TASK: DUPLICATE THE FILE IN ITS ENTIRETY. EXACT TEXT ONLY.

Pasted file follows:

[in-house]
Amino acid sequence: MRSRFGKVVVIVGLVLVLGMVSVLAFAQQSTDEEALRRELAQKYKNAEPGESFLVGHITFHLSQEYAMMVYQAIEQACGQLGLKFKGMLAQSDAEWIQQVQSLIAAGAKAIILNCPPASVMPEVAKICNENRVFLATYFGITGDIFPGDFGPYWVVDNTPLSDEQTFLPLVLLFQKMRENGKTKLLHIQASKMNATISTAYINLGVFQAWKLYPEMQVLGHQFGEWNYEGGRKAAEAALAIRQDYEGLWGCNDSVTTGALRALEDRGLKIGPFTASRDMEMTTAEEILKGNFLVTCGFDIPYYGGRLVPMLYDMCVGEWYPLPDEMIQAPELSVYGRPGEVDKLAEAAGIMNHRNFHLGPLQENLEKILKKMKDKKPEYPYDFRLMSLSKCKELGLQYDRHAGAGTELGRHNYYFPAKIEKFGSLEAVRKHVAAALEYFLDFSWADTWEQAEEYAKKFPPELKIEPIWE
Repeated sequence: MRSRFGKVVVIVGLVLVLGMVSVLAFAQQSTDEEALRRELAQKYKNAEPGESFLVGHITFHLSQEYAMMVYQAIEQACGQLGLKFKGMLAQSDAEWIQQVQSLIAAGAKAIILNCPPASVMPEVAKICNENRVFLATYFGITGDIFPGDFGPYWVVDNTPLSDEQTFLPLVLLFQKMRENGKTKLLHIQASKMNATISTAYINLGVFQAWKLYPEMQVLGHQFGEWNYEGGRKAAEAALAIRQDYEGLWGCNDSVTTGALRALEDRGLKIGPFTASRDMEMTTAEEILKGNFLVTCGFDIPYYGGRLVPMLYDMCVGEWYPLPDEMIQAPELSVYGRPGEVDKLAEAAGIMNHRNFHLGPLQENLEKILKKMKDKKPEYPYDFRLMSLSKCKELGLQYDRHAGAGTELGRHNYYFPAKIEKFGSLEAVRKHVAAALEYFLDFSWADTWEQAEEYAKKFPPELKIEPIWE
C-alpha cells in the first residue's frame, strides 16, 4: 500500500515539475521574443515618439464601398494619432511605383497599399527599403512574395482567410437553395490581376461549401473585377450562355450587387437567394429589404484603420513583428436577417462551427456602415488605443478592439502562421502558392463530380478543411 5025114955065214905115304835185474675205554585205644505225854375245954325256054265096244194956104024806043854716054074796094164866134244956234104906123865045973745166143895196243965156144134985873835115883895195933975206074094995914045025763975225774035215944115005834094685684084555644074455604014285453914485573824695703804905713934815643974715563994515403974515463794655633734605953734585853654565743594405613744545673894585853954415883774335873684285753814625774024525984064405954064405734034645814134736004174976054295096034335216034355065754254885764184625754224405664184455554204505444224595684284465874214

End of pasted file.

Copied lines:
[in-house]
Amino acid sequence: MRSRFGKVVVIVGLVLVLGMVSVLAFAQQSTDEEALRRELAQKYKNAEPGESFLVGHITFHLSQEYAMMVYQAIEQACGQLGLKFKGMLAQSDAEWIQQVQSLIAAGAKAIILNCPPASVMPEVAKICNENRVFLATYFGITGDIFPGDFGPYWVVDNTPLSDEQTFLPLVLLFQKMRENGKTKLLHIQASKMNATISTAYINLGVFQAWKLYPEMQVLGHQFGEWNYEGGRKAAEAALAIRQDYEGLWGCNDSVTTGALRALEDRGLKIGPFTASRDMEMTTAEEILKGNFLVTCGFDIPYYGGRLVPMLYDMCVGEWYPLPDEMIQAPELSVYGRPGEVDKLAEAAGIMNHRNFHLGPLQENLEKILKKMKDKKPEYPYDFRLMSLSKCKELGLQYDRHAGAGTELGRHNYYFPAKIEKFGSLEAVRKHVAAALEYFLDFSWADTWEQAEEYAKKFPPELKIEPIWE
Repeated sequence: MRSRFGKVVVIVGLVLVLGMVSVLAFAQQSTDEEALRRELAQKYKNAEPGESFLVGHITFHLSQEYAMMVYQAIEQACGQLGLKFKGMLAQSDAEWIQQVQSLIAAGAKAIILNCPPASVMPEVAKICNENRVFLATYFGITGDIFPGDFGPYWVVDNTPLSDEQTFLPLVLLFQKMRENGKTKLLHIQASKMNATISTAYINLGVFQAWKLYPEMQVLGHQFGEWNYEGGRKAAEAALAIRQDYEGLWGCNDSVTTGALRALEDRGLKIGPFTASRDMEMTTAEEILKGNFLVTCGFDIPYYGGRLVPMLYDMCVGEWYPLPDEMIQAPELSVYGRPGEVDKLAEAAGIMNHRNFHLGPLQENLEKILKKMKDKKPEYPYDFRLMSLSKCKELGLQYDRHAGAGTELGRHNYYFPAKIEKFGSLEAVRKHVAAALEYFLDFSWADTWEQAEEYAKKFPPELKIEPIWE
C-alpha cells in the first residue's frame, strides 16, 4: 500500500515539475521574443515618439464601398494619432511605383497599399527599403512574395482567410437553395490581376461549401473585377450562355450587387437567394429589404484603420513583428436577417462551427456602415488605443478592439502562421502558392463530380478543411 5025114955065214905115304835185474675205554585205644505225854375245954325256054265096244194956104024806043854716054074796094164866134244956234104906123865045973745166143895196243965156144134985873835115883895195933975206074094995914045025763975225774035215944115005834094685684084555644074455604014285453914485573824695703804905713934815643974715563994515403974515463794655633734605953734585853654565743594405613744545673894585853954415883774335873684285753814625774024525984064405954064405734034645814134736004174976054295096034335216034355065754254885764184625754224405664184455554204505444224595684284465874214